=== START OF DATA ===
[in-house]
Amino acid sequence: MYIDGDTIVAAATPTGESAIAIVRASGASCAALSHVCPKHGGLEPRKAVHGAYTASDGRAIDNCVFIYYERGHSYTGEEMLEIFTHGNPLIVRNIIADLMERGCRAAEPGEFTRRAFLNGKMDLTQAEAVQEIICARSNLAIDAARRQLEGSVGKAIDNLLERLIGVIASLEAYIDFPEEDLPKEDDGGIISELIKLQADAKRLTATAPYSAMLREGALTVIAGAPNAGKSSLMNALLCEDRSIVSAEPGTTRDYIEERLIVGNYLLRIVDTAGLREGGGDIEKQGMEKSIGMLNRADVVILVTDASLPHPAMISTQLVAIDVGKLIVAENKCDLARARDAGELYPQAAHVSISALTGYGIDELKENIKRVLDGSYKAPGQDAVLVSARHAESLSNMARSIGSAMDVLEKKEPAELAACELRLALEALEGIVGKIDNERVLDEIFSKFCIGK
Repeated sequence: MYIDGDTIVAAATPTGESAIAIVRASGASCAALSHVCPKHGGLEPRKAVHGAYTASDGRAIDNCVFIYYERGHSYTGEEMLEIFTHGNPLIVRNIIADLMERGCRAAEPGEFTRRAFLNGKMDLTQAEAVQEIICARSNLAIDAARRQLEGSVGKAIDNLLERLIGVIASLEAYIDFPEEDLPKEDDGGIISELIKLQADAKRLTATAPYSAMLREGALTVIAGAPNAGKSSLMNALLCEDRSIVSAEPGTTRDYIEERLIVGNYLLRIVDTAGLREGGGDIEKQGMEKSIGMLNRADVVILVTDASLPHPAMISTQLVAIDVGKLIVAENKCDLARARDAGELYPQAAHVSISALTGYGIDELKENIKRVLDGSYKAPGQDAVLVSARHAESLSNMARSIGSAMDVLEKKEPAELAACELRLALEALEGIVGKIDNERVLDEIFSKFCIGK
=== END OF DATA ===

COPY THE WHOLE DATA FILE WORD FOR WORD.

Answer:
[in-house]
Amino acid sequence: MYIDGDTIVAAATPTGESAIAIVRASGASCAALSHVCPKHGGLEPRKAVHGAYTASDGRAIDNCVFIYYERGHSYTGEEMLEIFTHGNPLIVRNIIADLMERGCRAAEPGEFTRRAFLNGKMDLTQAEAVQEIICARSNLAIDAARRQLEGSVGKAIDNLLERLIGVIASLEAYIDFPEEDLPKEDDGGIISELIKLQADAKRLTATAPYSAMLREGALTVIAGAPNAGKSSLMNALLCEDRSIVSAEPGTTRDYIEERLIVGNYLLRIVDTAGLREGGGDIEKQGMEKSIGMLNRADVVILVTDASLPHPAMISTQLVAIDVGKLIVAENKCDLARARDAGELYPQAAHVSISALTGYGIDELKENIKRVLDGSYKAPGQDAVLVSARHAESLSNMARSIGSAMDVLEKKEPAELAACELRLALEALEGIVGKIDNERVLDEIFSKFCIGK
Repeated sequence: MYIDGDTIVAAATPTGESAIAIVRASGASCAALSHVCPKHGGLEPRKAVHGAYTASDGRAIDNCVFIYYERGHSYTGEEMLEIFTHGNPLIVRNIIADLMERGCRAAEPGEFTRRAFLNGKMDLTQAEAVQEIICARSNLAIDAARRQLEGSVGKAIDNLLERLIGVIASLEAYIDFPEEDLPKEDDGGIISELIKLQADAKRLTATAPYSAMLREGALTVIAGAPNAGKSSLMNALLCEDRSIVSAEPGTTRDYIEERLIVGNYLLRIVDTAGLREGGGDIEKQGMEKSIGMLNRADVVILVTDASLPHPAMISTQLVAIDVGKLIVAENKCDLARARDAGELYPQAAHVSISALTGYGIDELKENIKRVLDGSYKAPGQDAVLVSARHAESLSNMARSIGSAMDVLEKKEPAELAACELRLALEALEGIVGKIDNERVLDEIFSKFCIGK